The new-generation model, codenamed W213, adopts Mercedes’ modular MRA platform, as used by the latest C-Class and S-Class models. Insiders confirm it will once again grow in size, to about 4950mm long and 1940mm wide. The estate variant, offering a similar 695-litre luggage capacity to its predecessor, is due to go on sale towards the end of 2016. The increased use of high-strength steel and aluminium is claimed to make both versions up to 100kg lighter than today’s.
New generation of engines
The E-Class will have a new generation of four-cylinder diesel engines, codenamed OM654, alongside existing four-cylinder petrol units. The new 2.0-litre diesel is expected to be offered in two states of tune.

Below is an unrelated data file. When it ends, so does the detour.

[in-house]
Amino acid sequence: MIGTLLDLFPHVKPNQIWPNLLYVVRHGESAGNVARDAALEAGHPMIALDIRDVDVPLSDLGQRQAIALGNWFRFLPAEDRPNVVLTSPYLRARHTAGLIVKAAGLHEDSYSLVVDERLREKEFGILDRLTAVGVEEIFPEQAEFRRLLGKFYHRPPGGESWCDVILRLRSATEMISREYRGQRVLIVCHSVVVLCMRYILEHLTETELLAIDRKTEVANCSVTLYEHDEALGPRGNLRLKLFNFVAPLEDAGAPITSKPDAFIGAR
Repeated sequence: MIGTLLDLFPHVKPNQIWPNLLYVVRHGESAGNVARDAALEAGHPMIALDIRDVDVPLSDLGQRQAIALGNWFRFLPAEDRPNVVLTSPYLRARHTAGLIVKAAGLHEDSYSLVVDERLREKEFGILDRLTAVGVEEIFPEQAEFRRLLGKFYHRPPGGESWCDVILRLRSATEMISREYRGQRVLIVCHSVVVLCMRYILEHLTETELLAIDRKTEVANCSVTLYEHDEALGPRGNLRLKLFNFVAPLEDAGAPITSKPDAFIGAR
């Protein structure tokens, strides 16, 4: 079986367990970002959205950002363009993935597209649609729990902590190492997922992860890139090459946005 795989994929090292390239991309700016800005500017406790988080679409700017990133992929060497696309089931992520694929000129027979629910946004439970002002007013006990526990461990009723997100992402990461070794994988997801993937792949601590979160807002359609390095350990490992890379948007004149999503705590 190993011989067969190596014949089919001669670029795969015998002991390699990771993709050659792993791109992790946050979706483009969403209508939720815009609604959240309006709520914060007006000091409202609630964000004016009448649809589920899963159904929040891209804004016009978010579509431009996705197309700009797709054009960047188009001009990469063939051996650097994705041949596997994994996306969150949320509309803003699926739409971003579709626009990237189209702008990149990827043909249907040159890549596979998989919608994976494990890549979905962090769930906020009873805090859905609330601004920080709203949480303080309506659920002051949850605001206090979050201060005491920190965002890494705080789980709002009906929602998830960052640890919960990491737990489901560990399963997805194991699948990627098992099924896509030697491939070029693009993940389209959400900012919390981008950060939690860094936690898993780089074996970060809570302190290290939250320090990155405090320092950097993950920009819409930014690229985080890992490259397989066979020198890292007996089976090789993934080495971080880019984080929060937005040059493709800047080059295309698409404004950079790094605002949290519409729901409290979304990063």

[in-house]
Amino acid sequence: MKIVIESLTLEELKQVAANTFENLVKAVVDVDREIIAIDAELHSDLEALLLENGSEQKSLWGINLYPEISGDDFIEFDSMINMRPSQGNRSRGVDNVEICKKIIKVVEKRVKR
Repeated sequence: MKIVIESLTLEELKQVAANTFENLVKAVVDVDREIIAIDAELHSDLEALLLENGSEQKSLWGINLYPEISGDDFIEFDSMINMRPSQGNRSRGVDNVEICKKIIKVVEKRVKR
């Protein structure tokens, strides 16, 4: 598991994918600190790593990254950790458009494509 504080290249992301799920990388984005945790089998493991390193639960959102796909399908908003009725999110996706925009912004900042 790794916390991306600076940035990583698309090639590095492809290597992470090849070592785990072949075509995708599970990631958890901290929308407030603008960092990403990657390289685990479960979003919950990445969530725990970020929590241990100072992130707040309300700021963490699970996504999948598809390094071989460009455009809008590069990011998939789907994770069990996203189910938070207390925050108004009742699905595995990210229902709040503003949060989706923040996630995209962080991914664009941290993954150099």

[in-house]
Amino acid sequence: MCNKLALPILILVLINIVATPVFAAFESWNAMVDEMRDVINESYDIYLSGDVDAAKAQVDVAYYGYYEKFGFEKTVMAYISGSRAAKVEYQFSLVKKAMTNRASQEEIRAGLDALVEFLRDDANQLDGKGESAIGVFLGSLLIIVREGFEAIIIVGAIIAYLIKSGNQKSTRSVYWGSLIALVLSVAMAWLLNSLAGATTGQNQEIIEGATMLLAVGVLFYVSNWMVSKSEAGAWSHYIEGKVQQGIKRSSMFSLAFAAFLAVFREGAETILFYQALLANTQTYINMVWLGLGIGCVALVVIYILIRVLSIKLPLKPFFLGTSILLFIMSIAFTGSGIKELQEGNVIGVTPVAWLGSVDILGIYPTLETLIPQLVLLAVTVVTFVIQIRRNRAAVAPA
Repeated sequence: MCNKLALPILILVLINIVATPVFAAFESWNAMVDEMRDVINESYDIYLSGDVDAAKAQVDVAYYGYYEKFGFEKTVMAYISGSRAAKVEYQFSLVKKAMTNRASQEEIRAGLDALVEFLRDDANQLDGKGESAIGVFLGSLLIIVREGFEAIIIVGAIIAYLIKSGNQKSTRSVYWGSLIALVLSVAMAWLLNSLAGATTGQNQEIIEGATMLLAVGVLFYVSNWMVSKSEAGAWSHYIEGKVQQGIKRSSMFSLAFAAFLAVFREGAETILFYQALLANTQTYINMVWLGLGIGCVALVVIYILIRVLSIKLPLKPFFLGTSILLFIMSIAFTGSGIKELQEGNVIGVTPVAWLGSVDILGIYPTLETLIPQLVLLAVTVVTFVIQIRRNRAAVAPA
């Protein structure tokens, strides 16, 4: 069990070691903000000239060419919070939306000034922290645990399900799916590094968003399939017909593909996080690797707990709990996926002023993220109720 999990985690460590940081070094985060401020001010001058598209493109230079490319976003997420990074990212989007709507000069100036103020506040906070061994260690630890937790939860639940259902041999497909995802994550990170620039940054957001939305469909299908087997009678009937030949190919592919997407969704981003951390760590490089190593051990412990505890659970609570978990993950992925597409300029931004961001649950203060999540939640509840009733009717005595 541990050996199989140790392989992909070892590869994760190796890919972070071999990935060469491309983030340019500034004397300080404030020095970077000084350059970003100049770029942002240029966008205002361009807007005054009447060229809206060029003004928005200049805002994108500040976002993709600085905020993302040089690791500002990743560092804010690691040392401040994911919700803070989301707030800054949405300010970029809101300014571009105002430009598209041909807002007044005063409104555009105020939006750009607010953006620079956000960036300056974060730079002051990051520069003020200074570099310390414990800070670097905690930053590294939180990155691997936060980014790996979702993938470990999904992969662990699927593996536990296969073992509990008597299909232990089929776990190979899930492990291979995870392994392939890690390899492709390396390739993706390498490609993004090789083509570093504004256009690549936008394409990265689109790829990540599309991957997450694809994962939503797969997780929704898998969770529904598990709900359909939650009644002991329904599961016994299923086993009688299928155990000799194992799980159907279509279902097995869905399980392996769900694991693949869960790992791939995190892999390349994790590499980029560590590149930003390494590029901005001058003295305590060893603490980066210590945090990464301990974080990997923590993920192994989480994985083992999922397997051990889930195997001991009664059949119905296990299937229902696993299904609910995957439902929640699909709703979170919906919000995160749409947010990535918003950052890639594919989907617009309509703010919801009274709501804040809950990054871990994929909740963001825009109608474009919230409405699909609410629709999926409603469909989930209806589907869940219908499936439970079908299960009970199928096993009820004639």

Mercedes will extend the line-up during 2016 with a new generation of 3.0-litre six-cylinder diesels. New six-pot petrol engines are also planned.
The new six-cylinder petrol engine (codenamed M256) and diesel engine (codenamed OM656) are undergoing pilot production at the company’s factory in Unterturkheim, near Stuttgart in Germany.
They share elements of their architecture with Mercedes’ existing four-cylinder petrol engine, the M274, including their 90mm bore centre spacing and 500cc individual cylinder volume.
All three units form part of a new modular engine family that, sources say, also include a three-cylinder petrol engine and a new generation four-cylinder diesel (codenamed OM654).